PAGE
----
Monday, July 23, 2018

My Washington Times Review Of 'The Corporation: An Epic Story Of The Cuban American Underworld'


The Washington Times published my review of T.J. English’s “The Corporation: An Epic Story of the Cuban American Underworld.”

While much is known about Italian, Russian and other ethnic organized crime groups, not much is known about Cuban-American organized crime. That lack of knowledge can be corrected easily by reading T.J. English’s book “The Corporation: An Epic Story of the Cuban American Underworld.”

Mr. English, who has written non-fiction books about Irish, Asian and Italian organized crime, opens his sweeping tale about Cuban-American organized crime by noting that while other ethic criminal groups in America rose up in the early part of the 20th century, the Cuban underworld came about after Fidel Castro’s Communist revolution in Cuba in 1959.

Mr. English writes that many of those who contributed to the revolution, including some who fought shoulder-to-shoulder with Castro in the mountains, were unaware that they were taking part in a Communist takeover of Cuba. Only after Castro was successful did he, Che Guevara and Raul Castro move toward making the island a Communist stronghold.

The rise of the Castro Communist dictatorship forced many Cubans to flee the island, including some who distinguished themselves in combat against the Batista government. Many who were unable or unwilling to flee ended up facing a firing squad. The feeling of those who escaped to Florida, Mr. English explains, was resentment, betrayal and a need for revenge.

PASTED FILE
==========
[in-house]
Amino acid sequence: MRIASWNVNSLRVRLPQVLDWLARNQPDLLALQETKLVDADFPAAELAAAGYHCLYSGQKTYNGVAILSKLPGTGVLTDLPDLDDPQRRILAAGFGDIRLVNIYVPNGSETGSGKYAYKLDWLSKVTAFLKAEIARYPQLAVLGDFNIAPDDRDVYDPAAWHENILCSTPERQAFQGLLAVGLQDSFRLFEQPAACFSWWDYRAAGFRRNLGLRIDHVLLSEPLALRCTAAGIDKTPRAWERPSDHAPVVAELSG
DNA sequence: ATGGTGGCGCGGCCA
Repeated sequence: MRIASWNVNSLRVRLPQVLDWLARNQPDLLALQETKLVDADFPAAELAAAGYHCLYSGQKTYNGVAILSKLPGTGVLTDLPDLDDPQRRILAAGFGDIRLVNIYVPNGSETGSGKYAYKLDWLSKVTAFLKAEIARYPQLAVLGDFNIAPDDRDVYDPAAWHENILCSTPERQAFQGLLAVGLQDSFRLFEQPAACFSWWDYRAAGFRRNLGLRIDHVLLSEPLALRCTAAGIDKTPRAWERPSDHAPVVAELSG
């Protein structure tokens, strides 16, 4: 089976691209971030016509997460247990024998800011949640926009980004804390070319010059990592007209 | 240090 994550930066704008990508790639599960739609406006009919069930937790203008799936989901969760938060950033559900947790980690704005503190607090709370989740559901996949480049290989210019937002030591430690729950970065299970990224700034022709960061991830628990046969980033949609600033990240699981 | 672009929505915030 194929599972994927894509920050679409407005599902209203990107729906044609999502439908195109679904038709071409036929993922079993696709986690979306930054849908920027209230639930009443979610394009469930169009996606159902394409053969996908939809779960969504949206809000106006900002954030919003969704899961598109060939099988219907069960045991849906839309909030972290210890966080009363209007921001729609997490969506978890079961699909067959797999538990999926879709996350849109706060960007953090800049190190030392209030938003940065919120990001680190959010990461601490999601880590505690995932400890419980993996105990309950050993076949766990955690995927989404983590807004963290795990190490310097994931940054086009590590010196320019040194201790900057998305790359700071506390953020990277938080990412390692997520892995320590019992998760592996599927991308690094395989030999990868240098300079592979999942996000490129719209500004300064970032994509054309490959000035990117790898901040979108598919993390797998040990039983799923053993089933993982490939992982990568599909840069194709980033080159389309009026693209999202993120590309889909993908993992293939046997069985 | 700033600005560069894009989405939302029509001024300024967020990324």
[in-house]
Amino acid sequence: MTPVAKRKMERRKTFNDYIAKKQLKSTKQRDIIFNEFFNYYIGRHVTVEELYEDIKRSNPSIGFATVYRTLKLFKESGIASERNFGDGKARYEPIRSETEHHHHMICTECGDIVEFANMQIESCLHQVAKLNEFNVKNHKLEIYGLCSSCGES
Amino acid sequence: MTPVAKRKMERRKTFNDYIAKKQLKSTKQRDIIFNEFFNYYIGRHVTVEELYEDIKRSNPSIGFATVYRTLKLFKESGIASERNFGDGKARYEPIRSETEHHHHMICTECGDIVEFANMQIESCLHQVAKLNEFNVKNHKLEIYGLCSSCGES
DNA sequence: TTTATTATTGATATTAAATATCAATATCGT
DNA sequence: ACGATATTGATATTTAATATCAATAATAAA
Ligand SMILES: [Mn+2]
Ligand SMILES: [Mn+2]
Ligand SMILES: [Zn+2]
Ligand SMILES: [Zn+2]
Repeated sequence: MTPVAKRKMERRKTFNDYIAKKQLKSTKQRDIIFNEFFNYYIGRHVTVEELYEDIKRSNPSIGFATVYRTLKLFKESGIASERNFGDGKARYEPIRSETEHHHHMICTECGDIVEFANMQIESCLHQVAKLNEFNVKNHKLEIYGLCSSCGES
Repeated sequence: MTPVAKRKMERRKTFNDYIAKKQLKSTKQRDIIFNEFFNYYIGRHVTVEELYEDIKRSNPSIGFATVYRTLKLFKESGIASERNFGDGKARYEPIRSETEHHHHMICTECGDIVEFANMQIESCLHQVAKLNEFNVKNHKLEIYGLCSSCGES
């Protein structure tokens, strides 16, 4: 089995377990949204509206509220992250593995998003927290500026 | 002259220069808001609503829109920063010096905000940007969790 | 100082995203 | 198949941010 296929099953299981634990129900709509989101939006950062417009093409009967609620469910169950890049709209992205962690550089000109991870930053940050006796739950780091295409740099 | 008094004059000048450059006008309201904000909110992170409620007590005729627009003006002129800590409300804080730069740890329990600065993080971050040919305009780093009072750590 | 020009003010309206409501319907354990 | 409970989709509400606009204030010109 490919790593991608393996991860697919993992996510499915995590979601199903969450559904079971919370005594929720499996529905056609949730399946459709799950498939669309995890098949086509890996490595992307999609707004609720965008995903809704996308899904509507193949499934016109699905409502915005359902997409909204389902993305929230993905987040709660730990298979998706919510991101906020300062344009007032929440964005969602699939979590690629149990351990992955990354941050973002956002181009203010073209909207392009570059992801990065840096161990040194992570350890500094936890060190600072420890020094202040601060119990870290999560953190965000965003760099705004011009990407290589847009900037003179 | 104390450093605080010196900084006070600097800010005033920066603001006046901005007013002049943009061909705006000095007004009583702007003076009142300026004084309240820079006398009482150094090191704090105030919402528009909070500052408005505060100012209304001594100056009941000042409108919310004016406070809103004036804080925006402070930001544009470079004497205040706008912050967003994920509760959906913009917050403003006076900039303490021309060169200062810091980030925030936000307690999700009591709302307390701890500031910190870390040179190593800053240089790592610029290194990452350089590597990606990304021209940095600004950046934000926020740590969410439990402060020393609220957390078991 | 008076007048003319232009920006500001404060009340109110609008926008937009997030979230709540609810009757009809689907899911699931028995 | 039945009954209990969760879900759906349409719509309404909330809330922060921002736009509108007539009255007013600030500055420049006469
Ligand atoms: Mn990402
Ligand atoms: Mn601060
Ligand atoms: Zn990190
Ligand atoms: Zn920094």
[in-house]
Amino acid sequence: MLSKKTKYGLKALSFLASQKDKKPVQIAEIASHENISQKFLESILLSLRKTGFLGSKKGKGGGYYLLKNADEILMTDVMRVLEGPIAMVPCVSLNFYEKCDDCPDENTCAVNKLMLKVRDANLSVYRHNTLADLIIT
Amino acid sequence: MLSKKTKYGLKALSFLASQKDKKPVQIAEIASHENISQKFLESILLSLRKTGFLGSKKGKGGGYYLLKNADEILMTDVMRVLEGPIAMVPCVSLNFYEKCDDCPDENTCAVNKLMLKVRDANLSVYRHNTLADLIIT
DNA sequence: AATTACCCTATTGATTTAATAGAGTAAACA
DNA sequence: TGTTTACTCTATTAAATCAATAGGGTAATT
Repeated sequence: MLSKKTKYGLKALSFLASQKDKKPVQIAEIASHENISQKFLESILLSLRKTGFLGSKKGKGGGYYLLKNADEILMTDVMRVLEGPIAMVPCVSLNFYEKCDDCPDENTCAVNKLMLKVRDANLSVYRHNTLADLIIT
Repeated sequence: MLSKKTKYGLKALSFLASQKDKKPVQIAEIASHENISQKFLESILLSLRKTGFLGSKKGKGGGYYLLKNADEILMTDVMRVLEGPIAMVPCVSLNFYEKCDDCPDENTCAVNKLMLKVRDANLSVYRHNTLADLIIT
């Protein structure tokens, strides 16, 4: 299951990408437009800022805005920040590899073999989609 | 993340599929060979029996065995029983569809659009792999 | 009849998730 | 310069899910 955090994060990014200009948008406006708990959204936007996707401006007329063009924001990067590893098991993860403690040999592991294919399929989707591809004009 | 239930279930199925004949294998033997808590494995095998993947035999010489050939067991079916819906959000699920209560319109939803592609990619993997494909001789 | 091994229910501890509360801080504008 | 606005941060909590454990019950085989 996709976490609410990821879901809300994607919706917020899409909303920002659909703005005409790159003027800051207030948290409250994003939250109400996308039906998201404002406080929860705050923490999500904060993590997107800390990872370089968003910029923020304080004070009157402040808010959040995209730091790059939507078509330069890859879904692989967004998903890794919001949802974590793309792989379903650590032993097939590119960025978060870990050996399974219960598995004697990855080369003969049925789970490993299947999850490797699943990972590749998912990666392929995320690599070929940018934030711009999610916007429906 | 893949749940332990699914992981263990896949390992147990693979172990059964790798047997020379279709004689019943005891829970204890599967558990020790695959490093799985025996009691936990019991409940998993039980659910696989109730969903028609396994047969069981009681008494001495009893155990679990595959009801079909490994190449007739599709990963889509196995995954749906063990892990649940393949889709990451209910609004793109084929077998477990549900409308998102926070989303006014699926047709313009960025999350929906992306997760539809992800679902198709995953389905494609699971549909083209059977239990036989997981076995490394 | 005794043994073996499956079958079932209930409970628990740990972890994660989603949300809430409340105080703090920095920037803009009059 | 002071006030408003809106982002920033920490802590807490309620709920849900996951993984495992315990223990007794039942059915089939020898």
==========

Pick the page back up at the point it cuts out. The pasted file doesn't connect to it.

The Cubans mostly settled in Miami and South Florida, while some moved to Union City in New Jersey. By the late 1960s, Union City would have the largest population of Cubans outside of Miami. Where ever Cubans settled, they brought their cultural traditions, such as music, dance, food, cigars and a simple game known as la bolita.

Bolita, which means “little ball,” stemmed from the Cuban national lottery, which used small numbered balls to determine the daily number. Bolita, the illegal underground numbers game, based its winning number on the national lottery, but it was less expensive to play.

“Given the ubiquitous presence of bolita among Cubans of all classes and genders, it was perhaps inevitable that the game would thrive in the Cuban exile communities of Miami and Union City,” Mr. English writes. “The man whose name would come to be associated with this illegal activity in the United States had not been a seasoned bolitero, or bolito boss, back in Cuba. He had been a cop in the city of Havana during the reign of the Batista dictatorship. His name was Jose Miguel Battle y Vargas.”

Battle became known as El Padrino (the Godfather) of the Cuban-American mob. The corrupt Cuban vice cop immigrated to America after Castro rose to power, and he later joined up with other anti-Castro Cubans and fought in the Bay of Pigs invasion of Cuba. Battle joined the U.S. Army afterward and after his brief service he began his rise in the Cuban underworld and became head of “the Corporation,” a powerful organized crime group.


You can read the rest of the review via the below link:

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